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Friday, November 22, 2013

Shale-gas industry jobs overstated: Report

The Multi-State Shale Research Collaborative is composed of the Keystone Research Center, the Pennsylvania Budget and Policy Center, Fiscal Policy Institute of New York, Policy Matters Ohio, Commonwealth Institute for Fiscal Analysis in Virginia, and the West Virginia Center on Budget and Policy. It receives funding from the Heinz Endowments, the Park Foundation and other groups.
"A new report by a group of research organizations claims there aren't as many shale-related jobs as previously predicted in Pennsylvania and other states in the Marcellus and Utica shale plays. The Multi-State Shale Research Collaborative report claims there were only 33,000 shale-related jobs that have been added in the six-state Marcellus and Utica regions between 2005 and 2012. ** That includes 22,000 in Pennsylvania, 6,000 in West Virginia and 2,800 in Ohio. Other estimates have run as high as 180,000. The figure comes from an analysis by the collaborative of data from each state, and is much lower than other estimates. The collaborative's data excludes jobs existing before 2005 when fracking of natural gas wells became more commonplace.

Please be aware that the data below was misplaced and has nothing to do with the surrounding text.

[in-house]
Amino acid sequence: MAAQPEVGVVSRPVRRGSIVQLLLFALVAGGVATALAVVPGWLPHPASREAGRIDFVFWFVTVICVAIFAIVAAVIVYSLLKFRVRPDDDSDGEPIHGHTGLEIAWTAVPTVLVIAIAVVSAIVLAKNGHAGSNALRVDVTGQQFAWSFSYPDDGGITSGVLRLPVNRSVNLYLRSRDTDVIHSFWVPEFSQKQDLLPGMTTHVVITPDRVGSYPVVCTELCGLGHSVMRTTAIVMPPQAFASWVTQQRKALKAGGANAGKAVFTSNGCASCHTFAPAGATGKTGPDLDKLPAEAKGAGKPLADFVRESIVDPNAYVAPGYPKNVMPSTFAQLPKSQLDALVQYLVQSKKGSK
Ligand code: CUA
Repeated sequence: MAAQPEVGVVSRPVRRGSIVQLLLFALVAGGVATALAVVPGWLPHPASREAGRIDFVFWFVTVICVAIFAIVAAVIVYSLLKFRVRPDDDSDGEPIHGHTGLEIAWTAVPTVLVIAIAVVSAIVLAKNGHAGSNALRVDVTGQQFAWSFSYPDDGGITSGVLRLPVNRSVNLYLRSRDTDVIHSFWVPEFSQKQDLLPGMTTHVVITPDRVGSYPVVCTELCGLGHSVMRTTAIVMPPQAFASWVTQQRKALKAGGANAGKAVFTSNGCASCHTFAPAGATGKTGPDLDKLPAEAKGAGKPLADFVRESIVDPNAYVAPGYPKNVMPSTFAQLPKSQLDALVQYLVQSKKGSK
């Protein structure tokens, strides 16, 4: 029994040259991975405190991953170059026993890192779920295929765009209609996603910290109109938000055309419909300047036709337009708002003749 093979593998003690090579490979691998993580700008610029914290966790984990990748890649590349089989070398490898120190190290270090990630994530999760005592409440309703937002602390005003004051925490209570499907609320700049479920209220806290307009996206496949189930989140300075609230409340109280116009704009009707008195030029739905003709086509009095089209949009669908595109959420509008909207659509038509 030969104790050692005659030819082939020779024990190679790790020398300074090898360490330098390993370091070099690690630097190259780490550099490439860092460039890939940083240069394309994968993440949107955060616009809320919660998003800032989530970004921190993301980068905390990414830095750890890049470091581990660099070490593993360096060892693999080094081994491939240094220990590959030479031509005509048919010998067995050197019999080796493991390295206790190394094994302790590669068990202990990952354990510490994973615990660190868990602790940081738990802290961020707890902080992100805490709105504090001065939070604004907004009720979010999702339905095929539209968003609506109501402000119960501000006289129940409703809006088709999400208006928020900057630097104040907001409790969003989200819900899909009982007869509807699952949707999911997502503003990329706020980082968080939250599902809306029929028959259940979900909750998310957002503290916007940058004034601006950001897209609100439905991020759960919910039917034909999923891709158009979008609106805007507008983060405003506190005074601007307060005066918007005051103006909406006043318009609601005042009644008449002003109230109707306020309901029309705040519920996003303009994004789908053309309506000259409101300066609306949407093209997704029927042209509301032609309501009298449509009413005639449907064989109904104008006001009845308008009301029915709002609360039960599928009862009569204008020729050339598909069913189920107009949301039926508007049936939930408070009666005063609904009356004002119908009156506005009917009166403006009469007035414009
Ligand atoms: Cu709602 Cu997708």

"Shale jobs are a tiny fraction of all jobs," said Stephen Herzenberg, executive director of the Keystone Research Center and a co-writer of the "Exaggerating the Employment Impacts of Shale Drilling: How and Why." Shale-related jobs are, for example, about one-half of 1 percent of all jobs in Pennsylvania and one out of 794 jobs in the entire six-state region, where health/education positions represent one in every six jobs."

**(Corbett claims 200,000 jobs, which if you including low-paid hotel maids and waiters, that might be true... . But high-paying energy sector jobs? Nowhere near it, Tom: Tell the truth.)